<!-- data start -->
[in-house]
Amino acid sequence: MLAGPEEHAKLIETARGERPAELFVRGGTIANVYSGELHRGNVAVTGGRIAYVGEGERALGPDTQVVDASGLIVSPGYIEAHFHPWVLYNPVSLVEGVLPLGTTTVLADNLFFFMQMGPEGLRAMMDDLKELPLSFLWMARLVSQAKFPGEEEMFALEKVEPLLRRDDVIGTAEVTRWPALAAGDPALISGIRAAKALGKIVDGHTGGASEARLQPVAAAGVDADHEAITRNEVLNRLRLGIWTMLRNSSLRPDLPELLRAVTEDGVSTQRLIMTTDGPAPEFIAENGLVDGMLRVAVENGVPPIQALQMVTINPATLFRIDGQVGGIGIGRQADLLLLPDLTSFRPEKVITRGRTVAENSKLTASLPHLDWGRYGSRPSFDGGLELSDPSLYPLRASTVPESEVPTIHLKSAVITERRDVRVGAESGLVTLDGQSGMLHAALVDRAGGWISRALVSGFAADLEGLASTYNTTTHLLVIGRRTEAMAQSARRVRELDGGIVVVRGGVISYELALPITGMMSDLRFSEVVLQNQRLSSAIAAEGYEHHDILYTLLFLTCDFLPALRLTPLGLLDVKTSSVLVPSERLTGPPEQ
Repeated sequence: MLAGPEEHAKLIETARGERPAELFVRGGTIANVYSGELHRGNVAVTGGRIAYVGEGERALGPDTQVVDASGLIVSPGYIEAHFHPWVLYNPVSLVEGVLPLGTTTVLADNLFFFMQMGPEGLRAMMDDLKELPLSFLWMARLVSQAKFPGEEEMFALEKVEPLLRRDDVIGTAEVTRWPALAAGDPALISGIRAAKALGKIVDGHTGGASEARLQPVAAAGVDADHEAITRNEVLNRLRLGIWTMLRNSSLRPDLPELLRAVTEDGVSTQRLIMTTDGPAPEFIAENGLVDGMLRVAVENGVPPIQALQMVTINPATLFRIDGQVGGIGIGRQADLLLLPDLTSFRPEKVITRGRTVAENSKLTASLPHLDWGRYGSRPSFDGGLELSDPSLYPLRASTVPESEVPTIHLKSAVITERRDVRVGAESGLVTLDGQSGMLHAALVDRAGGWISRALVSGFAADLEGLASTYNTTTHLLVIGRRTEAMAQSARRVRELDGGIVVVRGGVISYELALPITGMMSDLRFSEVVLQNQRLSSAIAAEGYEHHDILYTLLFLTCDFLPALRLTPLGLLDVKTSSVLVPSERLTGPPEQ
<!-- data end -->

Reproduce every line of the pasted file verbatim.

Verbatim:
[in-house]
Amino acid sequence: MLAGPEEHAKLIETARGERPAELFVRGGTIANVYSGELHRGNVAVTGGRIAYVGEGERALGPDTQVVDASGLIVSPGYIEAHFHPWVLYNPVSLVEGVLPLGTTTVLADNLFFFMQMGPEGLRAMMDDLKELPLSFLWMARLVSQAKFPGEEEMFALEKVEPLLRRDDVIGTAEVTRWPALAAGDPALISGIRAAKALGKIVDGHTGGASEARLQPVAAAGVDADHEAITRNEVLNRLRLGIWTMLRNSSLRPDLPELLRAVTEDGVSTQRLIMTTDGPAPEFIAENGLVDGMLRVAVENGVPPIQALQMVTINPATLFRIDGQVGGIGIGRQADLLLLPDLTSFRPEKVITRGRTVAENSKLTASLPHLDWGRYGSRPSFDGGLELSDPSLYPLRASTVPESEVPTIHLKSAVITERRDVRVGAESGLVTLDGQSGMLHAALVDRAGGWISRALVSGFAADLEGLASTYNTTTHLLVIGRRTEAMAQSARRVRELDGGIVVVRGGVISYELALPITGMMSDLRFSEVVLQNQRLSSAIAAEGYEHHDILYTLLFLTCDFLPALRLTPLGLLDVKTSSVLVPSERLTGPPEQ
Repeated sequence: MLAGPEEHAKLIETARGERPAELFVRGGTIANVYSGELHRGNVAVTGGRIAYVGEGERALGPDTQVVDASGLIVSPGYIEAHFHPWVLYNPVSLVEGVLPLGTTTVLADNLFFFMQMGPEGLRAMMDDLKELPLSFLWMARLVSQAKFPGEEEMFALEKVEPLLRRDDVIGTAEVTRWPALAAGDPALISGIRAAKALGKIVDGHTGGASEARLQPVAAAGVDADHEAITRNEVLNRLRLGIWTMLRNSSLRPDLPELLRAVTEDGVSTQRLIMTTDGPAPEFIAENGLVDGMLRVAVENGVPPIQALQMVTINPATLFRIDGQVGGIGIGRQADLLLLPDLTSFRPEKVITRGRTVAENSKLTASLPHLDWGRYGSRPSFDGGLELSDPSLYPLRASTVPESEVPTIHLKSAVITERRDVRVGAESGLVTLDGQSGMLHAALVDRAGGWISRALVSGFAADLEGLASTYNTTTHLLVIGRRTEAMAQSARRVRELDGGIVVVRGGVISYELALPITGMMSDLRFSEVVLQNQRLSSAIAAEGYEHHDILYTLLFLTCDFLPALRLTPLGLLDVKTSSVLVPSERLTGPPEQ